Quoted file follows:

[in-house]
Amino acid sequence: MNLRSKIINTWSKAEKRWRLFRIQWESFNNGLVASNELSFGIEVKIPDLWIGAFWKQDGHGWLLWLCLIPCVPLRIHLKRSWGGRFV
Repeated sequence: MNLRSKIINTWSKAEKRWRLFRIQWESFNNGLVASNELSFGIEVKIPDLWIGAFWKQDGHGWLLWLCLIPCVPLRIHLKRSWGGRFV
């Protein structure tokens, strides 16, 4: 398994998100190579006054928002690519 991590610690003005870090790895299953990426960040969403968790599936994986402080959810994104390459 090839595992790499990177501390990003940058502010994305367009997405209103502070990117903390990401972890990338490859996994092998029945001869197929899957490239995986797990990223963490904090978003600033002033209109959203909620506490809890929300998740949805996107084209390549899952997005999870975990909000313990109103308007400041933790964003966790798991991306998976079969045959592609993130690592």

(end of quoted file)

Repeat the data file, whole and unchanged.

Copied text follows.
[in-house]
Amino acid sequence: MNLRSKIINTWSKAEKRWRLFRIQWESFNNGLVASNELSFGIEVKIPDLWIGAFWKQDGHGWLLWLCLIPCVPLRIHLKRSWGGRFV
Repeated sequence: MNLRSKIINTWSKAEKRWRLFRIQWESFNNGLVASNELSFGIEVKIPDLWIGAFWKQDGHGWLLWLCLIPCVPLRIHLKRSWGGRFV
């Protein structure tokens, strides 16, 4: 398994998100190579006054928002690519 991590610690003005870090790895299953990426960040969403968790599936994986402080959810994104390459 090839595992790499990177501390990003940058502010994305367009997405209103502070990117903390990401972890990338490859996994092998029945001869197929899957490239995986797990990223963490904090978003600033002033209109959203909620506490809890929300998740949805996107084209390549899952997005999870975990909000313990109103308007400041933790964003966790798991991306998976079969045959592609993130690592």